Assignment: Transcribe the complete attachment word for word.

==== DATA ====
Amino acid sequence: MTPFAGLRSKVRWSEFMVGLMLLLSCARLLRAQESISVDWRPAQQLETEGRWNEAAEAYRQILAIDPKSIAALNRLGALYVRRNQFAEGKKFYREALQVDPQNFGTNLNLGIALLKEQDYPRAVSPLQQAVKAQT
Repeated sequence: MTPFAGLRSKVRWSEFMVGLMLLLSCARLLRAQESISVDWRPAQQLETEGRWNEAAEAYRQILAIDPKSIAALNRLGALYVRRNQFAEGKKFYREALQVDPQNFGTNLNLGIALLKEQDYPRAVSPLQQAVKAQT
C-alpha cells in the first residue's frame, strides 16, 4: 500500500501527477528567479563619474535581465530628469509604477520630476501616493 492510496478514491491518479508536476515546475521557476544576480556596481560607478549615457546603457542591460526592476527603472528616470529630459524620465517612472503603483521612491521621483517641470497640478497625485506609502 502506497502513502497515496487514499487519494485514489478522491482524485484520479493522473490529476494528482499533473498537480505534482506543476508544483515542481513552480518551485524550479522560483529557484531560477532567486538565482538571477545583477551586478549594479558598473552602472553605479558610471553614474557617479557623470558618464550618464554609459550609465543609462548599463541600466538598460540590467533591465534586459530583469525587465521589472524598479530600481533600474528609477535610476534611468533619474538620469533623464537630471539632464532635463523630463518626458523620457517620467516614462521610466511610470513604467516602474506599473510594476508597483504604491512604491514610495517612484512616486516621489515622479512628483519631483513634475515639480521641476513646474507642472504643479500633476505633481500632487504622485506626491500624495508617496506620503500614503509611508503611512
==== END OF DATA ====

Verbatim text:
Amino acid sequence: MTPFAGLRSKVRWSEFMVGLMLLLSCARLLRAQESISVDWRPAQQLETEGRWNEAAEAYRQILAIDPKSIAALNRLGALYVRRNQFAEGKKFYREALQVDPQNFGTNLNLGIALLKEQDYPRAVSPLQQAVKAQT
Repeated sequence: MTPFAGLRSKVRWSEFMVGLMLLLSCARLLRAQESISVDWRPAQQLETEGRWNEAAEAYRQILAIDPKSIAALNRLGALYVRRNQFAEGKKFYREALQVDPQNFGTNLNLGIALLKEQDYPRAVSPLQQAVKAQT
C-alpha cells in the first residue's frame, strides 16, 4: 500500500501527477528567479563619474535581465530628469509604477520630476501616493 492510496478514491491518479508536476515546475521557476544576480556596481560607478549615457546603457542591460526592476527603472528616470529630459524620465517612472503603483521612491521621483517641470497640478497625485506609502 502506497502513502497515496487514499487519494485514489478522491482524485484520479493522473490529476494528482499533473498537480505534482506543476508544483515542481513552480518551485524550479522560483529557484531560477532567486538565482538571477545583477551586478549594479558598473552602472553605479558610471553614474557617479557623470558618464550618464554609459550609465543609462548599463541600466538598460540590467533591465534586459530583469525587465521589472524598479530600481533600474528609477535610476534611468533619474538620469533623464537630471539632464532635463523630463518626458523620457517620467516614462521610466511610470513604467516602474506599473510594476508597483504604491512604491514610495517612484512616486516621489515622479512628483519631483513634475515639480521641476513646474507642472504643479500633476505633481500632487504622485506626491500624495508617496506620503500614503509611508503611512